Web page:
Making a Build

A review of Vincent Maraia's book on the best practices for Microsoft's software configuration.

If you've ever had the chance to supervise the build lab for a major software project, with hundreds of computers chugging along and all doing your bidding, you know the challenge involved in making this critical late stage of development run smoothly. If running a build lab is in your job description, Vincent Maraia's "The Build Master" may be just what you need to get started. Based on the author's experiences working at Redmond, the cover boldly promises to deliver "Microsoft's software configuration management best practices."

Maraia says the book applies to dev shops of all sizes, but then he immediately goes on to qualify that statement to start it off with "small groups" of 40 to 100 developers. I don't know about you, but I've spent a good chunk of my career in situations where a small group of developers was three to five people. Sometimes it's even been me all by myself. Below a certain critical mass, you almost certainly don't need a build master. But that doesn't mean you won't benefit from this book. Even if you don't require a dedicated build master, you still have the essential issue of turning source code into finished product. Whether you're doing this for five minutes a day or eight hours, the tips and ideas here can help you get your process under control.

Getting on the Mainline
The author's first major point (and the foundation on which much of the rest of the book depends) is that you have to get your source code repository configuration correct. If you don't have your tree configured correctly, your build process will be a mess no matter how good your tools and your team are. Maraia's recommendation is simple:

Highlights
  • Defining a build
  • Source tree configuration for distributed development
  • Continuous builds using SNAP
  • Parallel development for large projects
  • Build verification and smoke tests
  • Insider's view of Microsoft's build processes

    Addison-Wesley Professional
    ISBN-13: 978-0321332059
    "There should be a single source tree that is owned by the Central Build Team and, if needed, that could be synced up, built and deployed on any day of the year."

    This "golden master" or mainline tree is the heart of a successful build process. To some extent this seems obvious, but I've seen some surprising things in my time, including utter train wrecks where different developers had the master bits for different libraries on their own workstations and created a build involved collecting things from here and there and (hopefully) integrating them together.

    Maraia goes on to explain how Microsoft combines this notion of a golden master tree with Virtual Build Labs to enable massively parallel development on large projects. By having individual teams work in their own copies of the master tree, with their own build process, and enforcing strict quality gates on the reverse integration process that rolls changes into the mainline, it's possible to successfully herd hundreds of developers in a common direction. Not easy, perhaps, but possible. Tools won't do it all, of course, and you'll also find a discussion here of topics such as triage and the organizational structure that can make it all happen.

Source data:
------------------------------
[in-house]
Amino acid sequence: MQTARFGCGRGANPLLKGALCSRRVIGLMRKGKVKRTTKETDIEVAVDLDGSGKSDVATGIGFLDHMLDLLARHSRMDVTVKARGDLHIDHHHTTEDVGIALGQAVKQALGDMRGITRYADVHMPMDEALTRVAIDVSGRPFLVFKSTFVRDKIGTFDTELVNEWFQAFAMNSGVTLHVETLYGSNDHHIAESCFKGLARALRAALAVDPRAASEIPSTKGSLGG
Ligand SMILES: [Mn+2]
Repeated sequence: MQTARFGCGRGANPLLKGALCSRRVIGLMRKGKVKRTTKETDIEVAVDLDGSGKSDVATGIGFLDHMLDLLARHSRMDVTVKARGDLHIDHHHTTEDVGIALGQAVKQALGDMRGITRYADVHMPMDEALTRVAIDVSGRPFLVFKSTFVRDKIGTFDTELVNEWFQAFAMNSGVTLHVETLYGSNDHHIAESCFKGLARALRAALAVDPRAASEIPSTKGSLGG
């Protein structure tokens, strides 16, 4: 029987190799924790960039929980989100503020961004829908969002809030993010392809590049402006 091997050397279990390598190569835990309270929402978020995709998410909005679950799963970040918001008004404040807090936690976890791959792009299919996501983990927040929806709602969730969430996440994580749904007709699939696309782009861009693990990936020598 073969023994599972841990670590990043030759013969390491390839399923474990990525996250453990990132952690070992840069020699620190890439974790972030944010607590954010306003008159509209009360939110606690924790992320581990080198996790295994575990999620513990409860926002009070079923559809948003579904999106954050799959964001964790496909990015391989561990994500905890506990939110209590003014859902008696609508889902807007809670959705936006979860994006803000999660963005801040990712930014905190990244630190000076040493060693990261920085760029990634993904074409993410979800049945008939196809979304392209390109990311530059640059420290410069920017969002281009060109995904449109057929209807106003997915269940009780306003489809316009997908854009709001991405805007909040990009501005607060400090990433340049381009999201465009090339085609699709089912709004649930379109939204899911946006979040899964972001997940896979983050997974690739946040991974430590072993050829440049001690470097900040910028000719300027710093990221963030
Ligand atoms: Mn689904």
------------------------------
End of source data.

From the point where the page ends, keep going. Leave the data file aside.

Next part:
This book also digs deep into many of the details of actual build processes at Microsoft that Maraia has been a part of, from Windows NT to Visual Studio. He discusses the way they configure machines, the build tools that have evolved over the years, SNAP builds (Microsoft's own equivalent of continuous integration) and build environments, among other things. It's entirely possible that these details are going to be irrelevant to your own work (while still making for some darned good stories in places -- the physical security of build labs, for example, leads to a very amusing chapter). But overall, the details get one point clearly across: The build master is in the business of removing uncertainty from the process.

    Test, Setup, Ship!
    In the dim past, you might just have been building the code for your application. Now, of course, things are much more complex than that. The build master has to consider a wide variety of ancillary processes around the core software.
    Maraia devotes chapters to these activities and others, including internationalization, the quirks of building managed code and the nuances of picking file version numbers. Each of these chapters can be read as a mini-seminar in its subject. There's not a whole lot of depth to them -- the internationalization chapter, for example, isn't going to make you into an expert in internationalizing software -- but they do serve as quick roadmaps to point you at the major issues.

    It's Only Microsoft
    When all's said and done, I think the best way to evaluate this book is to take another look at the subtitle: "Microsoft's software configuration management best practices." Microsoft has certainly managed to ship a bunch of nifty software, and they've organically grown techniques to do so along the way.

    On the other hand, Microsoft isn't the only fish in the software sea, and they've had their share of well-publicized slips. If you're applying for a job in a build lab at Microsoft, I'd consider this book required reading. If you're planning to run your own build lab, I'd say it's still required reading -- but as input, not as something that you're required to slavishly imitate. Consider where your organization resembles Microsoft and where it differs, where your tool stack diverges from Microsoft's, and then develop your own set of best practices.

    About the Author

    Mike Gunderloy, MCSE, MCSD, MCDBA, is a former MCP columnist and the author of numerous development books.

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